When it comes to putting a short together with a feature, In The Absence is perfectly coupled with Midnight Family, as In The Absence also focuses on the horrific results of government failure. In The Absence examines the sinking of the Korean ferry, the M.V. Sewol in 2014. The film addresses the consequences of government corruption and needless bureaucracy damningly, as the callousness for the lives lost due to mismanagement is framed like a horror film. The film never feels sensationalist, drawing its horror from archival phone calls and diving footage. The diving scenes in particular envelop the audience in a creepy atmosphere, showing the wreckage through murky waters, as divers talk about the corpses without showing them. Every victory feels hollow, as the filmmakers never let you forget the cost of the government’s mismanagement, reminding you that the damage was already done.
In The Absence can be viewed in it’s entirety here
Much like how In The Absence is a documentary masquerading as a horror film, Midnight Family was a documentary masquerading as a thriller. Few documentaries have made me feel like I was a part of the story like Midnight Family. For as impressive as the story was, I didn’t expect the film to be so intense, so energized. For an hour and a half, I wasn’t an audience member, I was a passenger. A passenger in this ambulance, a cog in an already broken health care system, trying to make a living and save lives. All of those anxieties and mixed emotions are perfectly on display in Midnight Family.
The documentary follows the Ochoa family in Mexico City, as they run a private ambulance service, using police scanners to find patients and sending them to hospitals. Right away, the characters are clearly established. The three family members, Fer, Josue, and Juan, are all given distinct personalities and conflicts. It’s easy to care about them because their struggles are relatable, while at the same time presenting an interesting ethical quandary. The film addresses not just the family’s financial situation, but the overall weak economy in the area. As such, while they do need to provide for their family, and they offer a legitimate service, they are also technically taking advantage of people in desperate situations. So it leads to interesting ethically questions for how they receive their funds, only further complicated by obstacles they have to overcome, from supporting their ambulances to bribing corrupt cops. The film never really takes sides, instead of presenting both perspectives, adding complexity to their profession as private ambulance drivers. All of these conflicts are well presented, with the ante upped during the driving scenes.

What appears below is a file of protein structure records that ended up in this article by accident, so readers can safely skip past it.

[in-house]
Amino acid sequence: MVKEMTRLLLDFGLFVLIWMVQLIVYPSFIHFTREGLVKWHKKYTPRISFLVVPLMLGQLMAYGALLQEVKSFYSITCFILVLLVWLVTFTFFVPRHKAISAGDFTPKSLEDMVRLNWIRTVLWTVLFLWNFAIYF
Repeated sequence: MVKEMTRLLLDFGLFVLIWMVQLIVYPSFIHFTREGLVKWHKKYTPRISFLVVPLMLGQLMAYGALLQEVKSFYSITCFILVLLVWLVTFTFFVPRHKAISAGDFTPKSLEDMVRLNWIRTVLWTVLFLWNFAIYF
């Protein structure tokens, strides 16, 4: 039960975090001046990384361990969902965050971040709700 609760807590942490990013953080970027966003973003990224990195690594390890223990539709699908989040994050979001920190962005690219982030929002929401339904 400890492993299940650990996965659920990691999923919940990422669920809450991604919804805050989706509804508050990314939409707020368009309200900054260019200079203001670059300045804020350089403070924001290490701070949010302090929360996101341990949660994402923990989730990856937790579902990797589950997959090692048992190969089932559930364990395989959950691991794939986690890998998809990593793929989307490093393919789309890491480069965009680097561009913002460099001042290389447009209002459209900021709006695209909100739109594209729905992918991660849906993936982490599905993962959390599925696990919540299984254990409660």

The scenes where the Ochoa family has to pick up patients are incredibly intense. The camera either focuses on the driving family or the back seat, as the ambulance races down the traffic and stoplights. The editing is minimal, sometimes leaving the camera stoic. The sound design focuses on sirens and drifting cars instead of adding any music. We never really see the patients, either hearing them or getting a partial view. Not only does it prevent the film from being exploitive and voyeuristic, but it also adds to the tension. Nothing is scarier than what you come up within your head. These scenes do an excellent job putting the viewer in the ambulance, along for the ride.
The director of the film, Luke Lorentzen, actually discussed his initial hesitation to film any of the patients. He discussed how initially he wasn’t going to shoot any of the patients, instead just telling the story with one camera mounted on the hood of the ambulance. He said he wasn’t initially comfortable navigating the accidents:
“In the first week, the mother you see at the end of the film got in the front of the ambulance. I filmed that final accident, the journey from accident to the hospital, really without wanting to. It was something I was totally unprepared to do and honestly felt quite guilty about it. I was about to delete the footage the next day but kept it, thought about it a little more and showed it to an old film professor of mine. He encouraged me to try and find the mother, whose address I had from the radio call. I built up the courage to knock on her door, six months after that night. She let me in, and we spent two hours talking about what happened, and it turned out her daughter had been a journalism student, so she gave me permission to use that scene in the film. I think that experience taught me that there were ways to actively connect with people despite the really vulnerable way that these accidents played out. I learned to make this call of whether to turn off the camera entirely…and trying to find ways to connect with these people.”
Not only does the documentary show that Luke Lorentzen knows of how to build tension and atmosphere, but also that he has respect for the subject matter. Through this respect, he was able to develop an intimate relationship with the Ochoa family, giving him the freedom to explore the family’s work, and frame it from whatever perspective felt right to him. The film shows that you don’t need gore or sensationalism to tell a story that’s as intense as it is honest. Luke Lorentzen made both a fantastic documentary and thriller, and I’m excited to see what stories he tells next.
Midnight Family is available in theaters now as a limited release